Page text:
All creativity begins with the moment of conception.
That little piece of kindling that gets the fire going. That initial source of inspiration that takes on a life of its own. That single note from which the entire symphony grows. That single spark of life that signals an idea’s movement value, almost screaming to us, something wants to be built here.
And so, in this new blog series, I’m going to be deconstructing my favorite moments of conception from popular movies. Each post will contain a video clip from a different film, along with a series of lessons we can learn from the characters.
Today’s clip comes from the jump to conclusions scene in Office Space:
What can we learn?
attraction of working, the arrogance of waiting.
Every creator is looking that one big idea, the one that earns millions and
changes the world and sets them up for the rest of their life. But while it’s fun
to fantasize about, it’s ultimately a waste of time. Most of the crazy ideas
that changed the world actually started out as mistakes, accidents,
coincidences, serendipity, jokes or experiments. The guy who invented the pet
rock wasn’t tinkering at his workbench all day, searching for his ticket to
riches. He was sitting at a bar listening to his friends complain about their
pets, which gave him the idea for the perfect pet that would never need to be
fed, walked, bathed, groomed and would never die, become sick, or be
disobedient. That’s the way creativity works. The more you
tighten your grip, the more it will slip through your fingers. The more you
chase it, the more it will elude you. It’s more like a zen koan than a
scavenger hunt. And so, if we have any intention of making art that lasts, better
to keep focused hand on the present than a compulsive eye on the future. It’s
all there in front of us, but if we try too hard to see it, we’ll only become
confused. How can you invite
creativity to come and sit softly on your shoulder?
Tone your hot body. Tom
doesn’t realize that creativity is about having one big idea, it’s about
sustaining a steady stream of ideas. Nothing against one hit wonders, one idea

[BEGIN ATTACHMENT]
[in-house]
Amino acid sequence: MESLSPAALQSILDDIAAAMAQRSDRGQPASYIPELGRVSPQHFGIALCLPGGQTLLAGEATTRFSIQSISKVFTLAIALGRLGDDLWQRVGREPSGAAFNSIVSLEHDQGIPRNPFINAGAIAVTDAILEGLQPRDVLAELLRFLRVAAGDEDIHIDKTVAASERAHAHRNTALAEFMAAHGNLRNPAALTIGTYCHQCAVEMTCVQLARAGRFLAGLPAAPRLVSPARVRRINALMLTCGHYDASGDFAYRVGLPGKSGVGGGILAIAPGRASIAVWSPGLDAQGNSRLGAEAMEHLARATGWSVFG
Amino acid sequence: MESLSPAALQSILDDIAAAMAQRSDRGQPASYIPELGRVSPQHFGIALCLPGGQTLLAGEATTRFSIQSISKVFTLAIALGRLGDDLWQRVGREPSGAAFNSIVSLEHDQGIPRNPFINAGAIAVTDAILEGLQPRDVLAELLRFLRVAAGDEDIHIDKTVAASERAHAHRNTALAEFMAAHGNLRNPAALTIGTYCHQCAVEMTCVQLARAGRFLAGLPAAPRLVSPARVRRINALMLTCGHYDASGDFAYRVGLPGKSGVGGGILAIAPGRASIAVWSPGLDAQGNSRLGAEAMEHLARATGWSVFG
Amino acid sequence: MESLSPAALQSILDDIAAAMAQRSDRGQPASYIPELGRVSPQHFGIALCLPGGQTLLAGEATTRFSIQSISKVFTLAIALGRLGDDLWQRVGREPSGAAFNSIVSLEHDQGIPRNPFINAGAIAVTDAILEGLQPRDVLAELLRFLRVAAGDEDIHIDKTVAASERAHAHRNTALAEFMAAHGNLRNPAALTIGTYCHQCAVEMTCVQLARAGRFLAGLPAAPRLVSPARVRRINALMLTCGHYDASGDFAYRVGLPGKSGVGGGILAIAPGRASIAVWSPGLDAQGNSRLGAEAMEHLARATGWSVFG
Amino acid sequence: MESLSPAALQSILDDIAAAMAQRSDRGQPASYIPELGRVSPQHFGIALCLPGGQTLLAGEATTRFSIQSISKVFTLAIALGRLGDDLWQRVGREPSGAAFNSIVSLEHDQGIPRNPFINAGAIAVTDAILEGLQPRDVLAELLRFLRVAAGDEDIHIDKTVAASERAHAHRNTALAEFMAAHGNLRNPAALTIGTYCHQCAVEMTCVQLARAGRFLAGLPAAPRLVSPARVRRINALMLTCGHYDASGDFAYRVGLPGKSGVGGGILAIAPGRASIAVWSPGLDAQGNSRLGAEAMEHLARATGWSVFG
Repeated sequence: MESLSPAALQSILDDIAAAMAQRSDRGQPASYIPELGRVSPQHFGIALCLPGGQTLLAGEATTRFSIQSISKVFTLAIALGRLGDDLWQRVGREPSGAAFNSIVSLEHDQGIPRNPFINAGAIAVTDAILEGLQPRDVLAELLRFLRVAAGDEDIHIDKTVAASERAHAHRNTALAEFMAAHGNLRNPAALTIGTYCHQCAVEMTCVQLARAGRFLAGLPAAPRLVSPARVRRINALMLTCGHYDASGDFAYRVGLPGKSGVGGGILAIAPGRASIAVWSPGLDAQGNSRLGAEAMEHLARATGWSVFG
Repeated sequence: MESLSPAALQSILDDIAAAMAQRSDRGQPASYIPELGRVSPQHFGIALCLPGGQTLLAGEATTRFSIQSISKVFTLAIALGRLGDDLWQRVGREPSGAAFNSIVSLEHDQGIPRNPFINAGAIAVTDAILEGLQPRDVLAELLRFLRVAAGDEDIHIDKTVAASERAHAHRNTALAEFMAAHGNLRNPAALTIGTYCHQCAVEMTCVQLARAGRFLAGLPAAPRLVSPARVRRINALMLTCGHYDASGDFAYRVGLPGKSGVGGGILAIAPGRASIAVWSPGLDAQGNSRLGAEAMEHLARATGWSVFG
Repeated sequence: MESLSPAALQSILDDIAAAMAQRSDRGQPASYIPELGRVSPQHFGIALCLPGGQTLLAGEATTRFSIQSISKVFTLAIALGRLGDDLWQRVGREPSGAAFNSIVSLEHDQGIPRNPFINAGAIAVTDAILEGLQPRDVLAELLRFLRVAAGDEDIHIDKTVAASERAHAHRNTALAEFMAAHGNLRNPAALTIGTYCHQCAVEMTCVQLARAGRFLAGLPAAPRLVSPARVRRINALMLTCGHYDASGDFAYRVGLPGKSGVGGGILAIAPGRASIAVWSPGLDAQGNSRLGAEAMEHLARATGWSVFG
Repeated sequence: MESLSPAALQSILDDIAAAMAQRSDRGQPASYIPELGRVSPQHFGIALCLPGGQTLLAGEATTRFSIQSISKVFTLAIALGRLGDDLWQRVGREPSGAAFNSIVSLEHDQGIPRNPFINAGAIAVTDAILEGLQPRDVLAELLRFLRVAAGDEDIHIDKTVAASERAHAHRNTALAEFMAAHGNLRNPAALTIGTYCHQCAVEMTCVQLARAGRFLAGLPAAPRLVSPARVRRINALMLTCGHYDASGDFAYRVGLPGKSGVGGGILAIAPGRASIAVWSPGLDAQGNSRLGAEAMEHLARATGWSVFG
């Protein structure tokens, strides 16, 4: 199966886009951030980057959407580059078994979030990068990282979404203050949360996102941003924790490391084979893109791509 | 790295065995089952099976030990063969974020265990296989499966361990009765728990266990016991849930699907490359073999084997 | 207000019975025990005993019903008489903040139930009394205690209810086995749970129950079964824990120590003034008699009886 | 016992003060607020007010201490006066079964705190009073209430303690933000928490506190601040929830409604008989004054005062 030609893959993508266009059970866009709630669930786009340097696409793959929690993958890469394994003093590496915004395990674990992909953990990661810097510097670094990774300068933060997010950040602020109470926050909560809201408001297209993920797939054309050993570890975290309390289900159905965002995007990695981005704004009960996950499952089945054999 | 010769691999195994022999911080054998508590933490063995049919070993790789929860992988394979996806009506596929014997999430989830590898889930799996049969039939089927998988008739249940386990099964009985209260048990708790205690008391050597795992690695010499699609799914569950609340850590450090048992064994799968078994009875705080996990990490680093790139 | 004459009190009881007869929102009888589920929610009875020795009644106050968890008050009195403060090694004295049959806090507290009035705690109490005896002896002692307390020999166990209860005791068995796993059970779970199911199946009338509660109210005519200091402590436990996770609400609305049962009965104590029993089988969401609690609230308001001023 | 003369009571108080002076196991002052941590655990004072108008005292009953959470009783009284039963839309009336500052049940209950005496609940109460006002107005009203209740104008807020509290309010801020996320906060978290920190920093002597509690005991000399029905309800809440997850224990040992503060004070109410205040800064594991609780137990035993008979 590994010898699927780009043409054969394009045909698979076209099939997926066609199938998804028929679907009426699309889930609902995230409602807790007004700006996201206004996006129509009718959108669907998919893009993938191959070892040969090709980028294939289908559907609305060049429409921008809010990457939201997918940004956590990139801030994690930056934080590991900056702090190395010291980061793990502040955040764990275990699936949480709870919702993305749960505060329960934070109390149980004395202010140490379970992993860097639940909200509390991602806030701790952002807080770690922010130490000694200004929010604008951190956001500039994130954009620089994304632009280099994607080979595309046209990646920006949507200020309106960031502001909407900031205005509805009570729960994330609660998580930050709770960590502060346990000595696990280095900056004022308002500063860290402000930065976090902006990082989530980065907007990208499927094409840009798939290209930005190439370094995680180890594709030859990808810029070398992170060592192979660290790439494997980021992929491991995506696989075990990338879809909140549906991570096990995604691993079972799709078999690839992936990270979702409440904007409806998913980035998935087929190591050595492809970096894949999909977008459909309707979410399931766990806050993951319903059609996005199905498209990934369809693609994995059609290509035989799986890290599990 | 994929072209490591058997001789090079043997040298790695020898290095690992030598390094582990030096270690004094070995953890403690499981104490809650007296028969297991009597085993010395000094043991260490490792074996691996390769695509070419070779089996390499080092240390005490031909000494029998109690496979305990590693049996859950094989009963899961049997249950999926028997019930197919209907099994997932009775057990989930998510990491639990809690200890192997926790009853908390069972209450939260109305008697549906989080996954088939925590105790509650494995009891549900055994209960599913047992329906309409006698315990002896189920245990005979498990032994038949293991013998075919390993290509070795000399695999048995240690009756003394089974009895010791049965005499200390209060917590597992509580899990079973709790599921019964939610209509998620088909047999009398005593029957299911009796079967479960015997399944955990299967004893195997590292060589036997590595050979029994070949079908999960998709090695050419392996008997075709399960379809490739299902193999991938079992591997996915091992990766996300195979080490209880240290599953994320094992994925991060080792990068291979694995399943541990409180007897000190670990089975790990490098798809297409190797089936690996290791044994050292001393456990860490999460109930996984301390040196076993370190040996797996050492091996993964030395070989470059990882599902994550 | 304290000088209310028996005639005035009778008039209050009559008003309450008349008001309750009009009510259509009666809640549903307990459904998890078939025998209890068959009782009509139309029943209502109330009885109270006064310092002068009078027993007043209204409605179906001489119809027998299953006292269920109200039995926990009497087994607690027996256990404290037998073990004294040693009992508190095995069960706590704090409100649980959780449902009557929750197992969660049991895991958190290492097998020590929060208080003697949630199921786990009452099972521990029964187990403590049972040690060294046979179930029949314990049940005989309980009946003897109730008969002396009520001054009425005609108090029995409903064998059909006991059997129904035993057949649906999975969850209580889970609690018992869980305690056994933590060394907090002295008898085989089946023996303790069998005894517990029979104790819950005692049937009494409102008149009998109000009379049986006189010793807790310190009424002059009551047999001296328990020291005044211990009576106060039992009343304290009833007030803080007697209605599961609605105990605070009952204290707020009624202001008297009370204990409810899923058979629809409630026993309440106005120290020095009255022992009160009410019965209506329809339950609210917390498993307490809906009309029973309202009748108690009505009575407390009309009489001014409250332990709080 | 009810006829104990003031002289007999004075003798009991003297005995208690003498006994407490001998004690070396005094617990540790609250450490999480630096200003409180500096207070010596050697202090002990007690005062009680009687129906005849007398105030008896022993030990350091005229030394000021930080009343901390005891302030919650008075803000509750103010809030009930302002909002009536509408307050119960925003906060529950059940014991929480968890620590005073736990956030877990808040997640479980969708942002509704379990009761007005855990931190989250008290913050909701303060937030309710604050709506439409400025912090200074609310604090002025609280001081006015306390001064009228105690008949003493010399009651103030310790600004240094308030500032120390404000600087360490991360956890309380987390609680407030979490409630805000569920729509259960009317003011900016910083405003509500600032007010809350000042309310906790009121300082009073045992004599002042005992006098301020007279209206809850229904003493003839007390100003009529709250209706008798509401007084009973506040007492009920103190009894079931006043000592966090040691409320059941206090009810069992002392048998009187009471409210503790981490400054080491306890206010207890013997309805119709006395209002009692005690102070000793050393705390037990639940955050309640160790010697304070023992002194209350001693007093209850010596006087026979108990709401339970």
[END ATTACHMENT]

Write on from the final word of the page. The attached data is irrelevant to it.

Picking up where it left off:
does not a career make. Prolific creators have an entire mountain of gold to mine,
not just nugget to milk for a lifetime. In fact, what most people don’t know
about Gary Dahl, the guy who invented the
pet rock, was that he was also an award winning copywriter, creative director
and advertising agency owner. Meaning, over the course of his career, he
probably had tens of thousands of ideas. Many of which were bad. But he kept
producing, every single day, because he knew that the best way to see a good
idea was to stand on a compost pile of bad ones. Prolificacy then, is the
intentional goal; but innovation is incidental result. Truth is, I may have
made my career as the nametag guy, but only because I left behind a wake of
failed attempts at dozens of other quirky identity experiments. And so, creativity
is often a matter of volume plus time. Building a product that sticks out by
being a person who sticks around. How hot
is your body of work?
If you are only creating for glory, you have already failed. Tom isn’t trying to change the world with his invention, he just doesn’t
want to work ever again. That’s no reason t make art. No wonder his idea is
doomed from the beginning. Not only because the product trite and useless, but
also because there’s no substance behind it. I’m reminded of poet laureate
James Dickey, who said that the most important thing is to be excited about what you are doing. To be
working on something that you think will be the greatest thing that ever was. Because
the difficulty in writing poetry, he said, was to maintain a sense of
excitement and discovery about what you were working on. Tom could have used
some of that juice. We all could. Considering the inevitable doubts and setbacks
and failures of the creative process, there’s no chemical substitute for
enthusiasm. If we have enough horsepower under the hood, we can usually get
ourselves out if the mud. How are you
investing your passion and bravery where there previously was none?
What’s your favorite movie moment of conception?